Aaron sniffed. ‘No apology needed. Nothing happened between us.’

  I swallowed. Paused. Flexed my fingers. ‘There was something . . .’

  Aaron looked surprised. ‘Was there?’

  Stepping forward, I muttered, ‘You know there was.’

  Aaron crossed his arms. ‘You’re just a girl I keep bumping into. Someone I barely know.’

  The words hit me in the pit of my stomach. ‘You don’t mean that.’

  He nodded too long. ‘I do. You and my brother, you make a good couple.’

  ‘We’re not a couple.’

  ‘Doesn’t look that way from where I’m standing.’

  I brushed my hair out of my eyes. ‘I’m sorry, okay?’

  Aaron kept his voice cool in his reply. ‘Like I said, no apology needed. You’re free to see whoever you want. Why wouldn’t you be?’

  ‘Because we’re . . .’

  ‘Friends,’ Aaron finished. ‘If that. Acquaintances more than anything.’

  ‘Fine!’

  ‘It is fine,’ Aaron said, all condescending as if I was acting crazy or something. I glared at him, and Stuart maybe I had no right to be furious but try telling that to the anger thundering through my veins.

  ‘If that’s how you want it!’

  ‘That’s how it is,’ Aaron replied in the same cool tone. He smiled but it didn’t reach his eyes. ‘Have fun with my brother,’ he said before walking back into the party, and as I watched him leave, I decided right there and then that fun with Max was precisely what I was going to have.

  The first morning of the year began with a bright red sunrise as if all my anger was burning in the sky. I’d barely slept, just tossed and turned the conversation in my mind until I couldn’t remember what Aaron had said or what I’d said but I knew that he was In The Wrong and Stuart I’ve done those capitals on purpose to show you how convinced I was of this Concrete Fact.

  I smashed open the fridge door and poured milk too roughly, planning my revenge. I’d make Max fall in love with me and maybe I’d fall in love with him too and we’d walk up mountains and sit at the top in the fog and I wouldn’t do any homework and it would serve everybody right. I chucked the spoon into the sink where it clattered against a bowl.

  ‘Happy New Year to you too,’ Soph said, her mouth full of cereal.

  ‘Manners, Sophie,’ Mum reminded her, looking up from the laptop.

  Only Dot was in a good mood, prancing around with a list of resolutions written in crayon on a large piece of paper.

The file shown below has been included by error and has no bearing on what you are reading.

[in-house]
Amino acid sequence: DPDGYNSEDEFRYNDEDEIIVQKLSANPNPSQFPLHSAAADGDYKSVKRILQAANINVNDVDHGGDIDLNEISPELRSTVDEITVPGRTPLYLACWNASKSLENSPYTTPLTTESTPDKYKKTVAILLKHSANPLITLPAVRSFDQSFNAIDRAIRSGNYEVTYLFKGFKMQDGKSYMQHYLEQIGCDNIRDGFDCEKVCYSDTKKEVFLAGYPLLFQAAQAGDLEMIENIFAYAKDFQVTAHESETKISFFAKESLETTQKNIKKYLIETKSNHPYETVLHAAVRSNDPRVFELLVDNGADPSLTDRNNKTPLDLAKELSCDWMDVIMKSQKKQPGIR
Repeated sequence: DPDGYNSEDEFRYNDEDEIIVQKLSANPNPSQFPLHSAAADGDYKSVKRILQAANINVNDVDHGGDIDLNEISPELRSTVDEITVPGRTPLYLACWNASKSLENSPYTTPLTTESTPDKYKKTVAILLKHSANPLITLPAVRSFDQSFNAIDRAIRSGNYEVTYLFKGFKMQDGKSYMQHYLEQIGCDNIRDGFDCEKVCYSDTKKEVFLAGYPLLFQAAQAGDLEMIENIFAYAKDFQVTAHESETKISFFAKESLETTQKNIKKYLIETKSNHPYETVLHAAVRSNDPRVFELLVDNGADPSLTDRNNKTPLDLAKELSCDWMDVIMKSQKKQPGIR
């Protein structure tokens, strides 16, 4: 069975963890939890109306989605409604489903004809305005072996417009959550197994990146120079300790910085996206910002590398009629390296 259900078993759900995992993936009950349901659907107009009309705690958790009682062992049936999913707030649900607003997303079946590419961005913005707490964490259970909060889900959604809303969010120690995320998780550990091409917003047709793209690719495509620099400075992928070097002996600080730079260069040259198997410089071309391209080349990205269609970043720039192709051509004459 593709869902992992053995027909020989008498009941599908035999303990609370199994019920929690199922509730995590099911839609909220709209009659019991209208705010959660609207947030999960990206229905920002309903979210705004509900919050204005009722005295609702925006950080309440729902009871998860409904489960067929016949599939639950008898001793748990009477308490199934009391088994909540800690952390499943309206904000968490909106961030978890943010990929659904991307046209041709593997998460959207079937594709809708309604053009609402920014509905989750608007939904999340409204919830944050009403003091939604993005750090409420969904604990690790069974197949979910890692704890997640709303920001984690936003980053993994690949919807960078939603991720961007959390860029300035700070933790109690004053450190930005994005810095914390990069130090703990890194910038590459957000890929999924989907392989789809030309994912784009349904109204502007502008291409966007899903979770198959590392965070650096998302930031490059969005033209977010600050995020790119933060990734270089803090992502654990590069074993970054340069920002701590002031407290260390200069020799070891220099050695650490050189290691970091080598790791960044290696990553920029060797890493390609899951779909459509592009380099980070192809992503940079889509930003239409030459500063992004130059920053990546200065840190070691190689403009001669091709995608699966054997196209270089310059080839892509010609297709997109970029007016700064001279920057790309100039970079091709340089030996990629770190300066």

‘So, my first is to go on a diet,’ she signed, pointing at her plump belly. ‘My second is to learn to fly by watching the birds, and my third is to be kind to everyone except teachers and strangers who might want to steal me, and my fourth is to . . .’ She went on and on then scrambled onto my knee, asking about my resolutions.

  ‘Don’t have any.’

  ‘How about To work hard and do well in my exams at the end of the year?’ Mum chipped in, her eyes glued to a website about cochlear implants.

  ‘They’re only mocks.’

  ‘Mocks are important, Zoe. If you’re going into law then—’

  ‘Who says I’m going into law?’ I snapped.

  Mum typed something quickly. ‘Well, what are you going to do instead?’

  ‘Maybe write. Maybe not. I don’t know yet. I don’t need a plan.’

  ‘That’s ridiculous,’ Mum sighed, clicking a couple of buttons.

  ‘No, it’s not,’ I sulked. ‘There’s no rush, is there? I’ll just see how I feel when I finish college.’ Mum tutted at me so I tutted right back and I was sent upstairs for being cheeky.

  My room was messy but I didn’t tidy it and I slumped at my desk, waiting for Aaron to apologise. Now Stuart I don’t know when mobiles were invented, if it was before or after your murder trial, so maybe you’ve never been in the position of waiting hours for a message. If so, trust me that’s one thing you should be grateful for because it’s torture, hearing imaginary beeps, your hopes rising rising rising as you check your phone, and your heart crashing back down, shattering on the empty screen.

  Time dragged that day and the TV didn’t help. There was nothing on but back-to-back old films. I’m sure you must’ve heard of Gone With The Wind and who knows maybe you’ve even seen it, and if so I’m wondering if you managed to stay awake because that film is long – so long I had to go to the toilet twice before it finished. When I got fidgety on the sofa, Mum kept whispering ‘Just be patient’ as though there was going to be this great reward for the effort I was putting in. I watched all four hours to see the lovers get together at the end, so you can imagine my disappo
intment when the man called Rhett walked out on the woman called Scarlett just before the final credits. I looked at Mum like that-surely-can’t-be-it but Rhett didn’t come back and Scarlett didn’t run after him so that was how the film ended.

  Gone With The Wind was an even bigger disappointment than The Great Escape (they don’t escape) so I grabbed the remote out of Mum’s hand and bashed the off button.

  ‘Didn’t you like it? It’s one of the greatest love stories ever told,’ Mum said.

  ‘Well, that’s depressing.’

  ‘Less depressing than Titanic,’ Soph yawned. ‘At least Rhett didn’t freeze to death then sink to the bottom of the ocean.’

  The door burst open and Dot ran in carrying Skull. She dropped onto her knees with the rabbit’s ears poking up over her shoulder.

  ‘Is that wind thing over?’

  ‘Gone With The Wind,’ Mum corrected her.

  ‘I know why it’s called that,’ Dot smirked and I could tell she’d been practising a joke.